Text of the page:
Classic Lines, Cummins Twist
You’ve seen Cummins swaps before—but you’ve never seen one like this. A no-expense-spared, ground-up street-rod build using only the best parts in the automotive world, this ’39 Ford features stunning body work, a 391ci Cummins I6 with a billet-aluminum block (and no shortage of bling), a take-out rear-end and independent rear suspension from a Nissan Skyline and a built 47RH Chrysler four-speed automatic. The old-school sedan was a collaborative effort between Todd’s Hot Rods of Oakwood, Illinois and Scheid Diesel of Terre Haute, Indiana—and it’s nothing short of a masterpiece.
The objectives of building a unique yet comfortable, and powerful yet fuel efficient car gave birth to the exotic engine, the coil over Mustang II front suspension and the aforementioned Skyline IRS. Instead of opting for mechanical injection, the Cummins sports an electronically controlled, high-pressure common-rail fuel system. The latter technology brings infinite adjustability to the table, which in this case means squeaky-clean operation and a dyno-proven 700hp and 1,400 lb-ft of torque. For a quick walk-around of this one-of-a-kind cruiser, keep scrolling. To see it in person, stop by the Axalta booth at the 2019 SEMA Show.
Things got underway three summers ago with lots of measuring, cutting, fabricating and reinforcing in addition to the required body work. Notice the standard operating procedure Cragars aboard the Ford in this image. As the project progressed, the decision was made to ditch the street-rod wheel of choice in favor of something unique: 18-inch Ambassador Artillery’s from Mobsteel, Inc.
Accommodating the Cummins
The guys at Todd’s Hot Rods definitely had their work cut out for them in making the inline-six Cummins fit. Thanks to a plastic mockup engine furnished by Scheid, things were made much easier. All told, the car’s firewall had to be moved back an entire foot to make way for the 42-inch long Cummins.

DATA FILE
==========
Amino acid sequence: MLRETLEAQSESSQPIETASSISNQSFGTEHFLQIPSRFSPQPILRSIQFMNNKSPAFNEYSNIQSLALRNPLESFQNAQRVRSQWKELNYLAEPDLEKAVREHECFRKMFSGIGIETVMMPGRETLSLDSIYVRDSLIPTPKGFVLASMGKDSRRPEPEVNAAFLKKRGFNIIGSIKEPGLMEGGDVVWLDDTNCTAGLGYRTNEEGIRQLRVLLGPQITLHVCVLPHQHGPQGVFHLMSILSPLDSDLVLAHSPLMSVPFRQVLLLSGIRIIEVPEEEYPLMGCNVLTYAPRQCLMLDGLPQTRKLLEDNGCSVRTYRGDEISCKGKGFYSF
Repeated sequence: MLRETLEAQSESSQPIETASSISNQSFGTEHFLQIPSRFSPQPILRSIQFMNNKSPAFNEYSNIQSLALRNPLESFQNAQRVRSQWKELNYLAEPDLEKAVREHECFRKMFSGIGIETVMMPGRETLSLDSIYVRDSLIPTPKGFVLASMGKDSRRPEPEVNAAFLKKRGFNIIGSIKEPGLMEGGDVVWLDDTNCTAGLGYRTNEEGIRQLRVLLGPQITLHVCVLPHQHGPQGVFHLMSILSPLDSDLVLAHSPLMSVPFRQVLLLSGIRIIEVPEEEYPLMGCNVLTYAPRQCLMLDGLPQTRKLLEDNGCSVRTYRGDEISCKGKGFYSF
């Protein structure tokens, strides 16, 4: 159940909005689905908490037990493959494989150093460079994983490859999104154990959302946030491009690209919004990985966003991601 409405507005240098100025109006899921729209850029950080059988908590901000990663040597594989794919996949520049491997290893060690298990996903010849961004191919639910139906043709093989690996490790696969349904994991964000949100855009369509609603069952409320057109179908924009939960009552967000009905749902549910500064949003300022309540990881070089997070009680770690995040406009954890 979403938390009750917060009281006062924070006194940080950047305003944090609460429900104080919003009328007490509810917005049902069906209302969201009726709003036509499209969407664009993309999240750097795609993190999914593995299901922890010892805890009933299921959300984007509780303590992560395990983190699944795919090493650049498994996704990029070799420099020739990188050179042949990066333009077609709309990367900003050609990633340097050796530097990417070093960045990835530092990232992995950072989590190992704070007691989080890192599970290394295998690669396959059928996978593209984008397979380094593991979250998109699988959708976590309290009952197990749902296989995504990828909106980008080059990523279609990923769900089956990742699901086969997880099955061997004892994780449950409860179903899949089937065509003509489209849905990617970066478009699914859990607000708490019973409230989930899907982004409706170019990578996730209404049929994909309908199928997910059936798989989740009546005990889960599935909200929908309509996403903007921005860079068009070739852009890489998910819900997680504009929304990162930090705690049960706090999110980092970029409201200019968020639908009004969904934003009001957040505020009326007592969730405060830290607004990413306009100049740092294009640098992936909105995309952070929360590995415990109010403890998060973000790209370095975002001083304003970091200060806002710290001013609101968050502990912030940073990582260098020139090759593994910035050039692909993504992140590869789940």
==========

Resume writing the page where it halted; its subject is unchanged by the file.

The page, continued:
From salvageable Ohio barn find to sleek-black, Cummins-powered classic, the meticulous, three-year build was executed to perfection. Now, wearing Standox base and clear coat from Axalta Coating Systems, the car is headed to Hot Rod Alley at the 2019 SEMA Show in Vegas. There, you’ll find it on display outside the Axalta booth as well as an entry in the annual Battle of the Builders competition.
Injecting a bit of modern technology into the build, a common-rail power plant was chosen as the means of propulsion. Using a stand-alone Bosch Motorsport ECU that was set up and calibrated by S&S Diesel Motorsport, the electronically-controlled Cummins is as streetable at 700 hp as a factory engine is at 350 hp.
Here, you’re taking a peek at Scheid Diesel’s billet-aluminum Cummins block. Up until now it’s been primarily used in solid block form in 3,000-plus horsepower truck pulling applications, but Scheid decided to use the ’39 project as an opportunity to showcase its water jacketed version of the same crankcase. Within the aluminum block, a factory crankshaft from a 6.7L Cummins swings a set of billet connecting rods that are topped off with 4.125-inch bore Diamond Racing pistons. For clearance purposes, a low-profile oil pan was supplied by Stef’s Fabrication Specialists.
High-Flow 4-Valve Head